After years of living roughly 100 miles from Philly, I felt it was about time to visit and give homage to one of my personal favorite sandwiches and an American Classic - the Cheese Steak. Over the course of three days some friends and I (two of which were Tanninacious and Cinnamonkey) would individually try 5 of Philadelphia’s most recommend cheese steak joints – Pat’s, Geno’s, Jim’s, Sonny’s, and Tony Luke’s. To keep comparisons fair, I tried the same cheesesteak– wit Wiz and Onions – which was priced around $8 at each location. Without further ado, here are my thoughts in eating order:
Sonny’s Famous Steaks (no working website)
Honestly, I had never heard of this cheese steak joint and, from my discussion with a number of locals, neither had they. However, as Sonny’s was quite close to our hotel and a Philly tour guide recommend it to us, we decided to give it a shot for lunch and surprisingly, I was not all too disappointed. For a little over $10 their lunch special offers consumers a cheesesteak (with their choice of cheese), soda, and a side of fries. Let me immediately point out that this was by far the best deal we found at the five locations we tried over the course of the trip. As for the cheesesteak, I found the bread, an Italian Hero, to be a bit less dense then I would have preferred and the meat a bit dry which was surprising. Besides those two flaws though, I could find little else wrong. There was a perfect ratio of cheese to meat and, with the French Fries, I was far from hungry by the end of the meal.
There are three Jim’s Steaks locations in Philadelphia. We visited the one on South Street and regardless of the time of day, Jim’s consistently had a line out the door landing it on our ‘must try’ list. To top things off, you could easily smell the cooking rib-eye strips from a block away and, after my 20 minute wait in line, I can happily say that it was worth every bite. Though I did appreciate that the bread, an Italian Hero, was slightly denser than Sonny’s, the real impressive factor for me was how moist and more flavorful the meat was. There wasn’t a single bite of this sandwich which I found dull and, at the end, I found myself eating the loose scraps off the paper which my cheesesteak was packaged in.
I obviously found myself quite thrilled to be visiting the home of the original cheesesteak. So much so that I may have unfortunately set my expectations too high. Don’t get me wrong, Pat’s will always deserve credit for being the originator but in terms of taste, it fell below the curve for me in comparison to both Jim’s and Sonny’s. I didn’t enjoy the bread (also an Italian Hero) at all, I felt it lacked total body and flavor; the meat was on the blander and dryer side and the onions were essentially non-existent. The only aspect I enjoyed was that the wiz was placed on top of the meat rather than spread on the inside of the bread. I felt this small touch provided a more complete taste with each bite. Truthfully, I do not understand why any other cheesesteak place would do it differently.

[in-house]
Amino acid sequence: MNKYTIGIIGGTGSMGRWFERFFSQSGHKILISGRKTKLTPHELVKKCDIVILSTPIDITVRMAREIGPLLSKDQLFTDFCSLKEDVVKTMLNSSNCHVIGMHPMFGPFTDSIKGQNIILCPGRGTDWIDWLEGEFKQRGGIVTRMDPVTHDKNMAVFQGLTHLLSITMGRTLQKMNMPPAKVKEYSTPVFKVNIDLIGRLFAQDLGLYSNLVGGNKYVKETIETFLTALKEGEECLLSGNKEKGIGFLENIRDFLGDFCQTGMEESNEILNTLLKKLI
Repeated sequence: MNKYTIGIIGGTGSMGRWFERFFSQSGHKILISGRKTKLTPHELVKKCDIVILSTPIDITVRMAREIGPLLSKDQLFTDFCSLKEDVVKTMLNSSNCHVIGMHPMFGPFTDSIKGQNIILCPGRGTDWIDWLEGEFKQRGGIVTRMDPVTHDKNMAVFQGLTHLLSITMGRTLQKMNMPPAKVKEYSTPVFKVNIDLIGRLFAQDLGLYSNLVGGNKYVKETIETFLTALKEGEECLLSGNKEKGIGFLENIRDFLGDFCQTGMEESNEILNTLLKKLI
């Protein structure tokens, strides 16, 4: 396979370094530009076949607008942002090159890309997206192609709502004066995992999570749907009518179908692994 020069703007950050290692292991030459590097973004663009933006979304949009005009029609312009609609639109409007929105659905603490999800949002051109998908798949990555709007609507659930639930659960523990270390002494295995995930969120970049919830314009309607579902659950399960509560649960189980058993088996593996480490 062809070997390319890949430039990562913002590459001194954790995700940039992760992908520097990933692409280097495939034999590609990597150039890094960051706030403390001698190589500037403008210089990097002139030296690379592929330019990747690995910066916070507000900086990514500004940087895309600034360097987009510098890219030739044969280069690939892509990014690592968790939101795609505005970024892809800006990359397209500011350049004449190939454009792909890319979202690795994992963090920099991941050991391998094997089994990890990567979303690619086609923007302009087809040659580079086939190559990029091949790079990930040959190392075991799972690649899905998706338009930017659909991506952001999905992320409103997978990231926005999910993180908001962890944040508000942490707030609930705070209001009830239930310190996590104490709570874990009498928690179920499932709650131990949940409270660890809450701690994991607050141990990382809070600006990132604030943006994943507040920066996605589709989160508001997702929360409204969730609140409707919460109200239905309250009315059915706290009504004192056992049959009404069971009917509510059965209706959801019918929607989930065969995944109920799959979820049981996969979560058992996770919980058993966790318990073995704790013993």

With the passing of Joey Vento recently, let him rest in peace, I honestly feel bad for the review I am about to write but truth be told, I did not enjoy my cheesesteak here much at all. With all of the celebrity pictures posted around, some may think that would stand for something…unfortunately it did not. The cheesesteak in its entirety had the same bland taste and texture as Pat’s. I suppose this makes sense as their clientele must be the exact same (they are located across the street from one another) with very little around unless the Italian Market happens to be open. The bread (yes, an Italian Hero), had no body and the cheese to meat ratio was way off. At first I thought it was because they put way too much cheese on the sandwich until I took a closer look and realized it was actually due to the lack of meat which I was given. The amount of wiz was pretty much on par with every other cheesesteak I had eaten. I honestly felt like I was eating the Subway comparison to cheesesteaks – all bread and other shit with a sliver of barely visible meat. Talk about a disappointment.
Was a literal ‘must-have’ for me after seeing the Philadelphia episode of Man Vs. Food. No, I did not try the Ultimate Cheesesteak Challenge. Yes, I sort of regret it but I was honestly still a bit full from the epic brunch I had at Sabrina’s Café (review to come another day). To be honest, I was a bit nervous about trying another place after being let down to such an epic extent at Geno’s but thankfully I went through with it because Tony Luke’s was superb. The bread, which was a French Baguette, provided much more body, flavor, and stability to the cheesesteak than any other. The onions were perfectly cooked and there was a significant amount of meat on the sandwich…much more than I remember receiving anywhere else. Unfortunately all of that meat threw off the meat-to-cheese ratio a bit but I would honestly rather have more meat than cheese then the other way around any day (I am looking at you Geno’s).
Which did I enjoy the most?
Jim’s followed by Tony Luke’s in a close second simply because of how good the meat tasted. No matter what cheesesteak I was eating, I found myself wishing that Jim’s meat was used in it. Even now as I write this I find myself salivating over it even though cheesesteaks have currently lost their appeal to me ha ha.
A Breakdown by Preference:
My Perfect Cheesesteak:
Tony Luke’s Bread, stuffed with Tony Luke’s quantity of Jim’s meat and onions, topped with wiz like it is done at Pat’s.